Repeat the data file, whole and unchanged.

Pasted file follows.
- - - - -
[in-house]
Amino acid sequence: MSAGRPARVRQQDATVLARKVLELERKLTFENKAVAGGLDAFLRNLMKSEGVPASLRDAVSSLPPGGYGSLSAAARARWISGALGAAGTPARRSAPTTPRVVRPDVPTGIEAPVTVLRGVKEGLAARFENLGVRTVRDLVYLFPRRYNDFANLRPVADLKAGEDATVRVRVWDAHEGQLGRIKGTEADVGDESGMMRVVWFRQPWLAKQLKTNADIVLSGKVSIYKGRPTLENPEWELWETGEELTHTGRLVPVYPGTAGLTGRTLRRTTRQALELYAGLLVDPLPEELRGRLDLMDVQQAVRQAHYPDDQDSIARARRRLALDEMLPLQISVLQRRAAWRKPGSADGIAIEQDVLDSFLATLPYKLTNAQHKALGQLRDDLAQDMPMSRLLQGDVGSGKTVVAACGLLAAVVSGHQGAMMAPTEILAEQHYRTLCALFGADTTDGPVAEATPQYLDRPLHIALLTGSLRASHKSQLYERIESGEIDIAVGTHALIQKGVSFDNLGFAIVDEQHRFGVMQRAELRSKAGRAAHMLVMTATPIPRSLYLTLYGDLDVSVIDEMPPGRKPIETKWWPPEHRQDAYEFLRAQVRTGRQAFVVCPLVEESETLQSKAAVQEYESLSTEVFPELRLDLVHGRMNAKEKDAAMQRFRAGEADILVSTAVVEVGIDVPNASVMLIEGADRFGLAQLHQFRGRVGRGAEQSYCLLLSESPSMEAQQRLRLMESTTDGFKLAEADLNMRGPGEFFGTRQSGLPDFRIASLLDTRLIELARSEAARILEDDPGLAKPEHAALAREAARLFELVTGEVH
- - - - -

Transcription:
[in-house]
Amino acid sequence: MSAGRPARVRQQDATVLARKVLELERKLTFENKAVAGGLDAFLRNLMKSEGVPASLRDAVSSLPPGGYGSLSAAARARWISGALGAAGTPARRSAPTTPRVVRPDVPTGIEAPVTVLRGVKEGLAARFENLGVRTVRDLVYLFPRRYNDFANLRPVADLKAGEDATVRVRVWDAHEGQLGRIKGTEADVGDESGMMRVVWFRQPWLAKQLKTNADIVLSGKVSIYKGRPTLENPEWELWETGEELTHTGRLVPVYPGTAGLTGRTLRRTTRQALELYAGLLVDPLPEELRGRLDLMDVQQAVRQAHYPDDQDSIARARRRLALDEMLPLQISVLQRRAAWRKPGSADGIAIEQDVLDSFLATLPYKLTNAQHKALGQLRDDLAQDMPMSRLLQGDVGSGKTVVAACGLLAAVVSGHQGAMMAPTEILAEQHYRTLCALFGADTTDGPVAEATPQYLDRPLHIALLTGSLRASHKSQLYERIESGEIDIAVGTHALIQKGVSFDNLGFAIVDEQHRFGVMQRAELRSKAGRAAHMLVMTATPIPRSLYLTLYGDLDVSVIDEMPPGRKPIETKWWPPEHRQDAYEFLRAQVRTGRQAFVVCPLVEESETLQSKAAVQEYESLSTEVFPELRLDLVHGRMNAKEKDAAMQRFRAGEADILVSTAVVEVGIDVPNASVMLIEGADRFGLAQLHQFRGRVGRGAEQSYCLLLSESPSMEAQQRLRLMESTTDGFKLAEADLNMRGPGEFFGTRQSGLPDFRIASLLDTRLIELARSEAARILEDDPGLAKPEHAALAREAARLFELVTGEVH